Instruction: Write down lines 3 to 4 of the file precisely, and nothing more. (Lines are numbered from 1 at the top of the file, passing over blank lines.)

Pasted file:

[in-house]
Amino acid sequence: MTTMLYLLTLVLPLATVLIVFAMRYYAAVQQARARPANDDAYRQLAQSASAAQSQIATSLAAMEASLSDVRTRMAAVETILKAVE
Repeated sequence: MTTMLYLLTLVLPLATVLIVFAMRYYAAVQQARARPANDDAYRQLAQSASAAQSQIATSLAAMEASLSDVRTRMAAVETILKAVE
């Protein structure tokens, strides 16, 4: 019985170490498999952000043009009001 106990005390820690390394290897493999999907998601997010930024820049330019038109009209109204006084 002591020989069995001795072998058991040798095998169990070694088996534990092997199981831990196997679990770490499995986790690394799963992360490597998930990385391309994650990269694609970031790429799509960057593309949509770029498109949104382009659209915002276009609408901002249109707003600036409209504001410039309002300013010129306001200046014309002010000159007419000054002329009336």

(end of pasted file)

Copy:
Repeated sequence: MTTMLYLLTLVLPLATVLIVFAMRYYAAVQQARARPANDDAYRQLAQSASAAQSQIATSLAAMEASLSDVRTRMAAVETILKAVE
């Protein structure tokens, strides 16, 4: 019985170490498999952000043009009001 106990005390820690390394290897493999999907998601997010930024820049330019038109009209109204006084 002591020989069995001795072998058991040798095998169990070694088996534990092997199981831990196997679990770490499995986790690394799963992360490597998930990385391309994650990269694609970031790429799509960057593309949509770029498109949104382009659209915002276009609408901002249109707003600036409209504001410039309002300013010129306001200046014309002010000159007419000054002329009336």